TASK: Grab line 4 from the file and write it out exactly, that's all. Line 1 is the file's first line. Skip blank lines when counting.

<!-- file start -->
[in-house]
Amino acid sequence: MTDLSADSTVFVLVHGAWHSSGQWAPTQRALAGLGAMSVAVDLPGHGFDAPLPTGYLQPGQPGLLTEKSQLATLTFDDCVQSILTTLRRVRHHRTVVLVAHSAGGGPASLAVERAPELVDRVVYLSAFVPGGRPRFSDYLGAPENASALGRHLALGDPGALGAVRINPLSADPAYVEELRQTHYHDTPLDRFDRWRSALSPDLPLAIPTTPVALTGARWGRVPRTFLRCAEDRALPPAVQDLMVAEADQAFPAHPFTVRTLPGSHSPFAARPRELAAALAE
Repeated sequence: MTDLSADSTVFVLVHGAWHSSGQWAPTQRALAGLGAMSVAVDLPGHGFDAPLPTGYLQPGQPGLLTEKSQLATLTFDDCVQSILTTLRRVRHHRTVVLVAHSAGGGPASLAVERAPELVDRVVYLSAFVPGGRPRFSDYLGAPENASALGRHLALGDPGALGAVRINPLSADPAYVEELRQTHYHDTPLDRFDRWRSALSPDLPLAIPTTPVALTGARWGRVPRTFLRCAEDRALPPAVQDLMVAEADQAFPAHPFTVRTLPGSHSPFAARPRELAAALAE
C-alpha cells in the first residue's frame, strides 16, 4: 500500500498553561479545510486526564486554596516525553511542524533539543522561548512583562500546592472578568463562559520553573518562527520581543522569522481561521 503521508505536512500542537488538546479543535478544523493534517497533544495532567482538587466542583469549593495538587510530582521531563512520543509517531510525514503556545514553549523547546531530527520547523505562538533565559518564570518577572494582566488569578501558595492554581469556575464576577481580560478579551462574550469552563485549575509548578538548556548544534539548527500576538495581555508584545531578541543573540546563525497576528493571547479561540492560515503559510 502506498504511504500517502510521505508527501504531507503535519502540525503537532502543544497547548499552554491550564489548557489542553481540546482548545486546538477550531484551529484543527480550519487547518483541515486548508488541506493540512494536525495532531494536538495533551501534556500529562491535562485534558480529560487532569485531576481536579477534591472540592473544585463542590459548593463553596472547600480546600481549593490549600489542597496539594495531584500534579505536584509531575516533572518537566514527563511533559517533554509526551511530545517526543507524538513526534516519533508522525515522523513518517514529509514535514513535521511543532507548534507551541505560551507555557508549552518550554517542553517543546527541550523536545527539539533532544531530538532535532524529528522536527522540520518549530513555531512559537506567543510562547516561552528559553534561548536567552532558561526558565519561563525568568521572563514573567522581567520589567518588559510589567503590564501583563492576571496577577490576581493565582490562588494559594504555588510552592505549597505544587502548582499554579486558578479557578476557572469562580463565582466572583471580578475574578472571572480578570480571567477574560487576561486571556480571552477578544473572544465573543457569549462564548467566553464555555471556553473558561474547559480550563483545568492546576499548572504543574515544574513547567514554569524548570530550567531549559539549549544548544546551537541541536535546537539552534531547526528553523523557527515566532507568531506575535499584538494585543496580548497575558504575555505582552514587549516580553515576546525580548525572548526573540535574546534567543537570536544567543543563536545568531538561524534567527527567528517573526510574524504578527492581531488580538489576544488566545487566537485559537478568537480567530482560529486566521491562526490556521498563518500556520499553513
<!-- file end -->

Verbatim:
C-alpha cells in the first residue's frame, strides 16, 4: 500500500498553561479545510486526564486554596516525553511542524533539543522561548512583562500546592472578568463562559520553573518562527520581543522569522481561521 503521508505536512500542537488538546479543535478544523493534517497533544495532567482538587466542583469549593495538587510530582521531563512520543509517531510525514503556545514553549523547546531530527520547523505562538533565559518564570518577572494582566488569578501558595492554581469556575464576577481580560478579551462574550469552563485549575509548578538548556548544534539548527500576538495581555508584545531578541543573540546563525497576528493571547479561540492560515503559510 502506498504511504500517502510521505508527501504531507503535519502540525503537532502543544497547548499552554491550564489548557489542553481540546482548545486546538477550531484551529484543527480550519487547518483541515486548508488541506493540512494536525495532531494536538495533551501534556500529562491535562485534558480529560487532569485531576481536579477534591472540592473544585463542590459548593463553596472547600480546600481549593490549600489542597496539594495531584500534579505536584509531575516533572518537566514527563511533559517533554509526551511530545517526543507524538513526534516519533508522525515522523513518517514529509514535514513535521511543532507548534507551541505560551507555557508549552518550554517542553517543546527541550523536545527539539533532544531530538532535532524529528522536527522540520518549530513555531512559537506567543510562547516561552528559553534561548536567552532558561526558565519561563525568568521572563514573567522581567520589567518588559510589567503590564501583563492576571496577577490576581493565582490562588494559594504555588510552592505549597505544587502548582499554579486558578479557578476557572469562580463565582466572583471580578475574578472571572480578570480571567477574560487576561486571556480571552477578544473572544465573543457569549462564548467566553464555555471556553473558561474547559480550563483545568492546576499548572504543574515544574513547567514554569524548570530550567531549559539549549544548544546551537541541536535546537539552534531547526528553523523557527515566532507568531506575535499584538494585543496580548497575558504575555505582552514587549516580553515576546525580548525572548526573540535574546534567543537570536544567543543563536545568531538561524534567527527567528517573526510574524504578527492581531488580538489576544488566545487566537485559537478568537480567530482560529486566521491562526490556521498563518500556520499553513